I'll be posting up a review of a 2008 Summer Wenshan Baihao from Shan Shui teas that I tried out a few days ago. I also have some tasting notes from a Black tea I just tried out from Plucker's Pick (too many teas in my life!). Looking for a yixing for black tea if anyone is willing to help out...

Saturday, October 4, 2008

Water Quality

It's my firm belief that a tea tastes just as good (or badly) as the water the tea leaves are brewed with. I recall a particular moment in tea-history when I, having run out of bottled water, used plain old tap water to brew some Da Hong Pao. It was a bad idea as I noticed an "off" aroma wafting from the liquor, and as I took the teacup to my mouth I noticed a reflective film on top of the tea.

It was nasty.

I immediately threw away the brew and leaves, because I was so disgusted with the foul concoction. Luckily a few days after the incident my Brita filter finally arrived so I could go back to brewing tea. This should serve an important lesson in the role water plays.

Alot of other blogs have already chronicaled the advantages or disadvantages of using what kind of water, so I won't bother talking about that. I am, however, more interested in the more minute aspects of water. It's too expensive to buy imported water, so I want to see if I can "recreate" the different variables of water without having to pay the price.

Hard Water vs. Soft Water
Hard Water is usually better for oolong and black teas, whereas greens could benefit from softer water. There are water softeners out there that you can use to soften water. As a predominantly oolong drinker, I'm more interesting in making water harder.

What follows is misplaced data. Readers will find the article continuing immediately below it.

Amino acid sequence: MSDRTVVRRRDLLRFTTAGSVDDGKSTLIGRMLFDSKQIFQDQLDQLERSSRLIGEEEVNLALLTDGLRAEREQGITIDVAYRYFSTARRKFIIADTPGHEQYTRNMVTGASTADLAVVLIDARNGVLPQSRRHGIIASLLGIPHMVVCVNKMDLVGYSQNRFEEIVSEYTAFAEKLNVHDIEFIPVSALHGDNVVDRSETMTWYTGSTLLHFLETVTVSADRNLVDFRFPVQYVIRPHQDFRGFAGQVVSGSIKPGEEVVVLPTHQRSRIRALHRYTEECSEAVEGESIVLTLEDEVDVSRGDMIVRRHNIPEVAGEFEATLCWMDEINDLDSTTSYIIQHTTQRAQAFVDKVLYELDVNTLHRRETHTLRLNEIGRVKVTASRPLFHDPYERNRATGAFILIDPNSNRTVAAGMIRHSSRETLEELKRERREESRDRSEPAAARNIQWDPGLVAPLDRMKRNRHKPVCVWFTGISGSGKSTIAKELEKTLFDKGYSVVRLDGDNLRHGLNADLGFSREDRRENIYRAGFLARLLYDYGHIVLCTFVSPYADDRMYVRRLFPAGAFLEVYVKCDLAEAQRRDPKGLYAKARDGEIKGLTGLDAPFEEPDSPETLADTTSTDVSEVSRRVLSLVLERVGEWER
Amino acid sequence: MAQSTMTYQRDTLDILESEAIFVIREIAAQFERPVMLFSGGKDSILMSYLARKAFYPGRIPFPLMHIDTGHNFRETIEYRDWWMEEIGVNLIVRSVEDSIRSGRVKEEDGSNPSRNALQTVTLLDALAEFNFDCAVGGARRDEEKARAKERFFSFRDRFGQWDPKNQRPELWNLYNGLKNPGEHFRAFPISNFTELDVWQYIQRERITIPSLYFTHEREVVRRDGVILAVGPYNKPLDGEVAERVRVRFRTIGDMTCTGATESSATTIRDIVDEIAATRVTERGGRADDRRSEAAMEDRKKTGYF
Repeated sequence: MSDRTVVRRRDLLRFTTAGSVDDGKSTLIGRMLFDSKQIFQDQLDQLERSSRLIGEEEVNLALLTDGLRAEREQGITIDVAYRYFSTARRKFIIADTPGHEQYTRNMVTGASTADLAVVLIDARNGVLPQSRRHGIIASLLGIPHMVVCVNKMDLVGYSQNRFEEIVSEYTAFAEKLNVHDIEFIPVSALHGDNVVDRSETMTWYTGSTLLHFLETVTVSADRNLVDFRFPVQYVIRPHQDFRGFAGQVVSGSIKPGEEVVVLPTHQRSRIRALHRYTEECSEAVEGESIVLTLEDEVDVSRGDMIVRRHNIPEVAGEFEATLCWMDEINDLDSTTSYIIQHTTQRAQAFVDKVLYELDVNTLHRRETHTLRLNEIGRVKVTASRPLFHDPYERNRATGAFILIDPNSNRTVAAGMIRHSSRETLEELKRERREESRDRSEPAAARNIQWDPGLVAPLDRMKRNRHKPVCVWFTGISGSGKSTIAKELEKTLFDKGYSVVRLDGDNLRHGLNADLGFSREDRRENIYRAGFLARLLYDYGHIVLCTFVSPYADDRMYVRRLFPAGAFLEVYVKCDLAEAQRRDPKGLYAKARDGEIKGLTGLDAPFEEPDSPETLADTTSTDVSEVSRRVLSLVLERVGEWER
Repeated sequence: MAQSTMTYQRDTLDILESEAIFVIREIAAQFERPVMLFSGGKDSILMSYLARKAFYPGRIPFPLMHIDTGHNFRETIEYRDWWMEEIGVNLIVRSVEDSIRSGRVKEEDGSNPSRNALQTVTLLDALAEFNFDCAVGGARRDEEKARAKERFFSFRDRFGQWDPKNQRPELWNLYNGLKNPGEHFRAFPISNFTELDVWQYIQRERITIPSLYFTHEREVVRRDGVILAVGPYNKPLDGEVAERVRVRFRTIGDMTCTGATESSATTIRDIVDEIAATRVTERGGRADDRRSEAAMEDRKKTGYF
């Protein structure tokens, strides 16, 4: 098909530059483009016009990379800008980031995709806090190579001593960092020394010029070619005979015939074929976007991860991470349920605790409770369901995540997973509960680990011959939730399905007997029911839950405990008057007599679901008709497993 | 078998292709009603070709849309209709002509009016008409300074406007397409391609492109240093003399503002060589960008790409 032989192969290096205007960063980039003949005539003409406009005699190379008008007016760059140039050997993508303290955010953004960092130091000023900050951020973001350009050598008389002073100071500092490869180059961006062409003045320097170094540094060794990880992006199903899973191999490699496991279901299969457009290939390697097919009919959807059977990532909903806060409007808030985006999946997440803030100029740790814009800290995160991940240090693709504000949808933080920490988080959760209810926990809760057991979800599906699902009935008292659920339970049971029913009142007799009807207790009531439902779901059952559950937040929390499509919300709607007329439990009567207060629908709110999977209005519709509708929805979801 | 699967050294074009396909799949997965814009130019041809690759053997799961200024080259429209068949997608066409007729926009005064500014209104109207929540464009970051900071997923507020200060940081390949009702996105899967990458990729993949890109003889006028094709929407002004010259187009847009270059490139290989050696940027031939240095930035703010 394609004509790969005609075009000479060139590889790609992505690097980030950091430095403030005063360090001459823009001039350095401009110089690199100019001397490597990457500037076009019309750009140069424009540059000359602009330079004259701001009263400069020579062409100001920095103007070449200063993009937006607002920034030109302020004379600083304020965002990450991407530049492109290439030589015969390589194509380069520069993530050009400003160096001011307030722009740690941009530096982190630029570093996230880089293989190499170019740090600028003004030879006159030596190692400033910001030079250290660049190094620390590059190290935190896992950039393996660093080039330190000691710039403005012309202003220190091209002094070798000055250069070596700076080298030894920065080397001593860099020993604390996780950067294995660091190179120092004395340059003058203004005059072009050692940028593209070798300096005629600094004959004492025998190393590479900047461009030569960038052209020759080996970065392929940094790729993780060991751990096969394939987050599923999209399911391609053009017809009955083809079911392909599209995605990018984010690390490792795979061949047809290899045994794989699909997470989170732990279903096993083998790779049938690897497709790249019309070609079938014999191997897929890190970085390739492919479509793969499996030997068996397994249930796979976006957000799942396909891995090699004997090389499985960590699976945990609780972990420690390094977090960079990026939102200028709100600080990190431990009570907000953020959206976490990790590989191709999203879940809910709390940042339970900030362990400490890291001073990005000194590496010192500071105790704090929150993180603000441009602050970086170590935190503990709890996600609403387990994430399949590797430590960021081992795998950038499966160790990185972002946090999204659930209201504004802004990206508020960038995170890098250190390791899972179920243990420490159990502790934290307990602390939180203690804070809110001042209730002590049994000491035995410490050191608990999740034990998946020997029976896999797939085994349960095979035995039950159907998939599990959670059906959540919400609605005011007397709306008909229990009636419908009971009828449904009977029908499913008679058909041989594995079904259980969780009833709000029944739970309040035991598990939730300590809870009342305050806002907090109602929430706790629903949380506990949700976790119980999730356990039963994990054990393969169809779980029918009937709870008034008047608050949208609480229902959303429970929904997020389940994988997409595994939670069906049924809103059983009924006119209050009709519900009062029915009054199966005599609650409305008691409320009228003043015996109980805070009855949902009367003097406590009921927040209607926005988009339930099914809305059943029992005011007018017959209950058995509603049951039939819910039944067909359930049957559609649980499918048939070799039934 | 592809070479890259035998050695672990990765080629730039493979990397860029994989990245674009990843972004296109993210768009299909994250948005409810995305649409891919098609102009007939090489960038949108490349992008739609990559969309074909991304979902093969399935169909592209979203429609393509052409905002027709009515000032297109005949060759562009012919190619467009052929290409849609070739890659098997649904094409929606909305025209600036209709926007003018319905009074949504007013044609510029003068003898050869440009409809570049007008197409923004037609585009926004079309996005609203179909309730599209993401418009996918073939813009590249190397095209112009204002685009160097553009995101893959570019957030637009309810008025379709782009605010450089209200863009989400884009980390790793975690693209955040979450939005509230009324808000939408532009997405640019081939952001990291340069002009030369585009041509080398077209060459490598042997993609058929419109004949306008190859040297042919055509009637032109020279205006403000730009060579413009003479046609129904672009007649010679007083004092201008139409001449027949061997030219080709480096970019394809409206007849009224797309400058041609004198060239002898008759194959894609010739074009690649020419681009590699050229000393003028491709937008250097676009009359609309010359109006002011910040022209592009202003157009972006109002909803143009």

Bamboo Charcoal
Bamboo charcoal provides a cheaper alternative to Brita filters for making water taste better; however, bamboo charcoal has the tendency to make water harder, so be careful when using this with green teas. But the harder water that results from using bamboo charcoal is favorable towards oolongs.



Gypsum Powder

This is gypsum powder, the stuff that you find in baby powder (I think) and in most chem laboratories. This stuff can also make water become harder, but I've only discussed this with some of my science-oriented friends. I don't know how much you would add, or where you can buy safe gypsum that could be consumable. When I return home I'll make sure to run some experiments to verify everything.


Ceramic Pot

In the same way that ceramic teapots affect the flavor of the tea, so can ceramic pots affect the taste of water. When I visited Yingge, Taiwan I came across Lin's Ceramic Studio. I saw some ceramic pots made out of purion, which the sales people said made the water taste better. Being a little skeptical I actually had a taste of the water and I can say it really made a tremendous difference. I would've bought the ceramic pot except that I had no space in my luggage. At home I boil water in a ceramic kettle like this one, and it really makes the tea taste better, especially with oolongs. I feel that the porous nature of the kettle enriches the water with various minerals that make the water taste better as well as harder at the same time.

*Added*
Magnet
That's right, a magnet. Now this comes from my mom, who passes her water through a magnetized filter, which somehow makes the water better for you. What does this do with tea? I frankly don't know. Tieguanyin has a magnetized Korean mug that is supposedly good for your health. Will it help tea taste better? Maybe. But when I go home I'll be eager to test this out. If it does make tea taste better then I'll have to apologize to my mom for making fun of her for "magnetizing" water.